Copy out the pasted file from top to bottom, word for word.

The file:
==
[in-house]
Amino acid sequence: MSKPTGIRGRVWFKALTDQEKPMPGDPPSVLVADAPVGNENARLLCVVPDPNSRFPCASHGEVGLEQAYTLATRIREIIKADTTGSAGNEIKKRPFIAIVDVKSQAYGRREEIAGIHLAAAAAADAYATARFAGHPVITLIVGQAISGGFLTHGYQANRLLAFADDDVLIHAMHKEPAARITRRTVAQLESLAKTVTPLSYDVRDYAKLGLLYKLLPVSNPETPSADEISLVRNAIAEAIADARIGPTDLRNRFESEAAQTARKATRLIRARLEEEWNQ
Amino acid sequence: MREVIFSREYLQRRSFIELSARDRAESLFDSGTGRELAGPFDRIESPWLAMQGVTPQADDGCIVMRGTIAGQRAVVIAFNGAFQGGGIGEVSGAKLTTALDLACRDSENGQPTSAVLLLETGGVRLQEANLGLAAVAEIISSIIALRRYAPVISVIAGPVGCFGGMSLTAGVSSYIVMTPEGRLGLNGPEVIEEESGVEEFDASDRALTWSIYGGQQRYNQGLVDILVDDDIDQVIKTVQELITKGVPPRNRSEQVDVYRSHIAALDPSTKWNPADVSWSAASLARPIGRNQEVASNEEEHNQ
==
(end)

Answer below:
[in-house]
Amino acid sequence: MSKPTGIRGRVWFKALTDQEKPMPGDPPSVLVADAPVGNENARLLCVVPDPNSRFPCASHGEVGLEQAYTLATRIREIIKADTTGSAGNEIKKRPFIAIVDVKSQAYGRREEIAGIHLAAAAAADAYATARFAGHPVITLIVGQAISGGFLTHGYQANRLLAFADDDVLIHAMHKEPAARITRRTVAQLESLAKTVTPLSYDVRDYAKLGLLYKLLPVSNPETPSADEISLVRNAIAEAIADARIGPTDLRNRFESEAAQTARKATRLIRARLEEEWNQ
Amino acid sequence: MREVIFSREYLQRRSFIELSARDRAESLFDSGTGRELAGPFDRIESPWLAMQGVTPQADDGCIVMRGTIAGQRAVVIAFNGAFQGGGIGEVSGAKLTTALDLACRDSENGQPTSAVLLLETGGVRLQEANLGLAAVAEIISSIIALRRYAPVISVIAGPVGCFGGMSLTAGVSSYIVMTPEGRLGLNGPEVIEEESGVEEFDASDRALTWSIYGGQQRYNQGLVDILVDDDIDQVIKTVQELITKGVPPRNRSEQVDVYRSHIAALDPSTKWNPADVSWSAASLARPIGRNQEVASNEEEHNQ